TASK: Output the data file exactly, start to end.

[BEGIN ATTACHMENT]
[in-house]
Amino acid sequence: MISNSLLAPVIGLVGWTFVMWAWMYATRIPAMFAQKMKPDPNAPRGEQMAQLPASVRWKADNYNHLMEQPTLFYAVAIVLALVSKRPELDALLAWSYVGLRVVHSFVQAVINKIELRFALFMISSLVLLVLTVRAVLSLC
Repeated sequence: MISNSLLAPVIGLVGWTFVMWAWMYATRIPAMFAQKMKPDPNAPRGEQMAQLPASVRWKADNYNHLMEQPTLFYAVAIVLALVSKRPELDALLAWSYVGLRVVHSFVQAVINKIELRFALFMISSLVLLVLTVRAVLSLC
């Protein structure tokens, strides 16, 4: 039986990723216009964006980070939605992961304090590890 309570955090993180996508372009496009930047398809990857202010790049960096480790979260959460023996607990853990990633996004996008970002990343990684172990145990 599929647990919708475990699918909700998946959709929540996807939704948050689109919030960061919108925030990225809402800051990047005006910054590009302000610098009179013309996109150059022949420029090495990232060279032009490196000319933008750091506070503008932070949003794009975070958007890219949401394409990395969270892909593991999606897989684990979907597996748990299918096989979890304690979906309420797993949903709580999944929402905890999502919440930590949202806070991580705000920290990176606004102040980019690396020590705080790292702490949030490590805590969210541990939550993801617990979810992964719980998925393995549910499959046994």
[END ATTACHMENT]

[in-house]
Amino acid sequence: MISNSLLAPVIGLVGWTFVMWAWMYATRIPAMFAQKMKPDPNAPRGEQMAQLPASVRWKADNYNHLMEQPTLFYAVAIVLALVSKRPELDALLAWSYVGLRVVHSFVQAVINKIELRFALFMISSLVLLVLTVRAVLSLC
Repeated sequence: MISNSLLAPVIGLVGWTFVMWAWMYATRIPAMFAQKMKPDPNAPRGEQMAQLPASVRWKADNYNHLMEQPTLFYAVAIVLALVSKRPELDALLAWSYVGLRVVHSFVQAVINKIELRFALFMISSLVLLVLTVRAVLSLC
């Protein structure tokens, strides 16, 4: 039986990723216009964006980070939605992961304090590890 309570955090993180996508372009496009930047398809990857202010790049960096480790979260959460023996607990853990990633996004996008970002990343990684172990145990 599929647990919708475990699918909700998946959709929540996807939704948050689109919030960061919108925030990225809402800051990047005006910054590009302000610098009179013309996109150059022949420029090495990232060279032009490196000319933008750091506070503008932070949003794009975070958007890219949401394409990395969270892909593991999606897989684990979907597996748990299918096989979890304690979906309420797993949903709580999944929402905890999502919440930590949202806070991580705000920290990176606004102040980019690396020590705080790292702490949030490590805590969210541990939550993801617990979810992964719980998925393995549910499959046994």